One of the most important things to me as a natural hair blogger and enthusiast is supporting small businesses that cater to or are owned by men and women with natural hair. Part of the reason why I do the Creations series is to bring attention to natural hair businesses that otherwise may not get as much exposure. And ever since I started running a business myself, I have even greater respect for the thousands of women and men who try their best to bring products, accessories, and services to a niche that is largely neglected by the mainstream market.
However, there’s one glaring problem that some small natural hair companies – and small businesses in general – frequently run into that damage their following, reputations, and ultimately, cash flow: POOR CUSTOMER SERVICE.
Here’s a personal example*
My mom wanted to try Product A from Natural Hair Store, and after researching it myself, I gave her the go ahead. I’ve used other products from NHS, and have ordered from them myself, but I’d never used or ordered Product A. On November 30, I ordered Product A on my mom’s behalf, using her email and shipping addresses. There was a special that would allow my mom to receive Product A quickly, maybe within 2-3 days. My mom received her email confirmation of her order, and her credit card was charged.
On December 7th, my mom called me to see if I’d gotten Product A, thinking that I used my own mailing address, since she hadn’t yet received it. I went to NHS’s website and saw that they announced they would be shipping orders on December 9th, presumably due to the Thanksgiving holiday influx. We both agreed to give it another few days.
On December 8th, I decided that I wanted to order Product B from NHS, and quite a few of them, so I placed the order, and then followed up with an email letting them know I placed a large order, wanted to make sure it was in stock, and would be willing to pay extra shipping to ensure it arrived by December 16th before I went to Nigeria. I received my confirmation and mullah was taken out of my account. On December 10th I hadn’t yet received a reply, so I sent another email. This time I got a reply from Person X, who said she’d forwarded my email to Person Y and was awaiting a response. By the 11th, my mom still hadn’t received a shipping confirmation, so I asked her to email NHS about her order of Product A (including the order number), and to cc me and say she was my mother and needed her order by the 16th just like me as we were traveling together. That same day, I received my shipping confirmation. My mom’s email still received no response so by the next day I followed up in the email chain to ask for an update. It was now the 12th. In addition to emailing, I searched the web for a contact number for NHS. After 15 minutes or so, I came across one, but there was an automated message redirecting me to send an email or visit the NHS website. Frustrated, I sent a final email regarding my mom’s order.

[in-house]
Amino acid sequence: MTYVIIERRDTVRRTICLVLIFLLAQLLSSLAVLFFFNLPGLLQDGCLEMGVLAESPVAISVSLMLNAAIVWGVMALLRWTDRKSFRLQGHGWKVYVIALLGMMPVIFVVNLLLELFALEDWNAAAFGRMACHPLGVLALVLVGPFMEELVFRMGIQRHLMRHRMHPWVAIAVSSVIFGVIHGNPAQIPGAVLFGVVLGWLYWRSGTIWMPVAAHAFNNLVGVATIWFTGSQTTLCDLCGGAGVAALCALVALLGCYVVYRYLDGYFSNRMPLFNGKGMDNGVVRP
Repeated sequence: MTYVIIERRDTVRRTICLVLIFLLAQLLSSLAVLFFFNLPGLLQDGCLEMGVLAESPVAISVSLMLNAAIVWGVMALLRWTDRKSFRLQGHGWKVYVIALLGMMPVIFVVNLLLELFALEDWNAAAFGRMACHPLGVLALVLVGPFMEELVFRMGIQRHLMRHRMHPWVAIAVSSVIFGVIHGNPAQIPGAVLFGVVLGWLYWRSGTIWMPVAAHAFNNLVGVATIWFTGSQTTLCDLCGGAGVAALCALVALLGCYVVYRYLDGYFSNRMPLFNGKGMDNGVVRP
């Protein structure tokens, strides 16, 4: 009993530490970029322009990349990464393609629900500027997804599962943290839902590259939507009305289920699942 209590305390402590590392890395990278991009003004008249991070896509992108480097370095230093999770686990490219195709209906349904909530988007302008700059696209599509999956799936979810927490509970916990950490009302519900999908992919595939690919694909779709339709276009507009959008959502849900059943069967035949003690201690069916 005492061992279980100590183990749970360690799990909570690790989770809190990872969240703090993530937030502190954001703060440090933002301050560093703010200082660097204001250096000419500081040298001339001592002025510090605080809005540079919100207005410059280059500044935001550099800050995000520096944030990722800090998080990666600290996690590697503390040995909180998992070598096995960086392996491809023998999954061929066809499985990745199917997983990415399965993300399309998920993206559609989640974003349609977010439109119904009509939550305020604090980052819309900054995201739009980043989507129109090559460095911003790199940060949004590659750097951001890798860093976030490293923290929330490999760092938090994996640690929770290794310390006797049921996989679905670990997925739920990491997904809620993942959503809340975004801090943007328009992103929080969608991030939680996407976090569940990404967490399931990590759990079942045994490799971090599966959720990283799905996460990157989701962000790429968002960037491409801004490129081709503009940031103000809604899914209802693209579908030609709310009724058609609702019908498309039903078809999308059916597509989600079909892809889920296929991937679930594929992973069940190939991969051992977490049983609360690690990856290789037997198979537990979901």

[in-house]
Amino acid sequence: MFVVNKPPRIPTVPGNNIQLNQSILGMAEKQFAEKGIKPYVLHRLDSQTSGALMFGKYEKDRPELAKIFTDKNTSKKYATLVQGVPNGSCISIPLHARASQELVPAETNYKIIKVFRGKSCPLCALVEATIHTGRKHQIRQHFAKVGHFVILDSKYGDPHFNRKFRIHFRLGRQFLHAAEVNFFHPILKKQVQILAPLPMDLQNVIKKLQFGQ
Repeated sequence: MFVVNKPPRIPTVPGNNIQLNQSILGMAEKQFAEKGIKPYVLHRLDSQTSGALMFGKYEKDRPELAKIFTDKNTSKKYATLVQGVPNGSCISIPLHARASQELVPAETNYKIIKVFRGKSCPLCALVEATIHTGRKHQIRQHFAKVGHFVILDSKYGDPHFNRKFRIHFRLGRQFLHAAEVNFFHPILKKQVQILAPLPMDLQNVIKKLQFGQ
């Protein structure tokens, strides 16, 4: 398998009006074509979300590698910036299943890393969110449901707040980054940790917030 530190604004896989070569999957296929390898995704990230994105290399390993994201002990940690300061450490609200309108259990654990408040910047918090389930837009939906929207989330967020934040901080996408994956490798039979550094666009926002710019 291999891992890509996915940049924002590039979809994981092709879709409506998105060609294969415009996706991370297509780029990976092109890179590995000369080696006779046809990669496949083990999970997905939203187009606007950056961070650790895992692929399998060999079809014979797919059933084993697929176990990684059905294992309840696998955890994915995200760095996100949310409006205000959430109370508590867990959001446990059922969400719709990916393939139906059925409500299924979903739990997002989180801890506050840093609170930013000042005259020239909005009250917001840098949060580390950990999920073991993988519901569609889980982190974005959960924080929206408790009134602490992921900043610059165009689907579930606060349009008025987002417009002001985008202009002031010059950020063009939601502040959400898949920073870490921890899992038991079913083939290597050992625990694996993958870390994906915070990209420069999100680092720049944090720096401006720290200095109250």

I received Product B on December 13th. My mom received an email that her Product A shipped on December 20th. Neither of us ever received a reply to any of the emails regarding her order, and as you can imagine, my mom is not at all pleased, and is unlikely to continue patronizing NHS, and definitely won’t be recommending them to her friends.
How can companies improve their customer service?
If you list ways to contact you on your site, check them! It’s one thing to have a Facebook page, but if a customer posts asking a question and you never reply, there is no point. Every business should have a phone number; even if it is a Google Voice number, at least provide a detailed FAQ or give the customer the option to leave a message… and call them back!
I think most of us are aware that many individuals running small natural hair companies do so in addition to their full time jobs, responsibilities, or just their lives. While it’s unrealistic to expect replies to emails within 10 minutes, it makes it easier when you let us know when to expect a response, whether 24 hours or 1 week. If you’re running low on stock, post a message on your site and let the customer know when we can expect more. If you only ship once a week, on Thursdays, let us know! Being upfront about some of these things helps you avoid complaints later, as you’ve anticipated and addressed issues before they can even happen.
What do you think? Should I continue to support this business? What else can small natural hair companies do to keep their customers happy?
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I thought long and hard about whether to use the company’s real name or a pseudonym. On the one hand, I want to tell you guys the truth and be transparent, but on the other hand, I want to maintain good relations with the company and avoid slander. After all, maybe it was just an oversight or misunderstanding. I resolved this internal dilemma by telling the exact details of the situation, but leaving the company’s name out. If you manage to deduce the company on your own, that’s just fine; if not, oh well. Be assured that I sent this article to the company in question, in hopes that they can take what I’ve observed into consideration and use it to improve their business.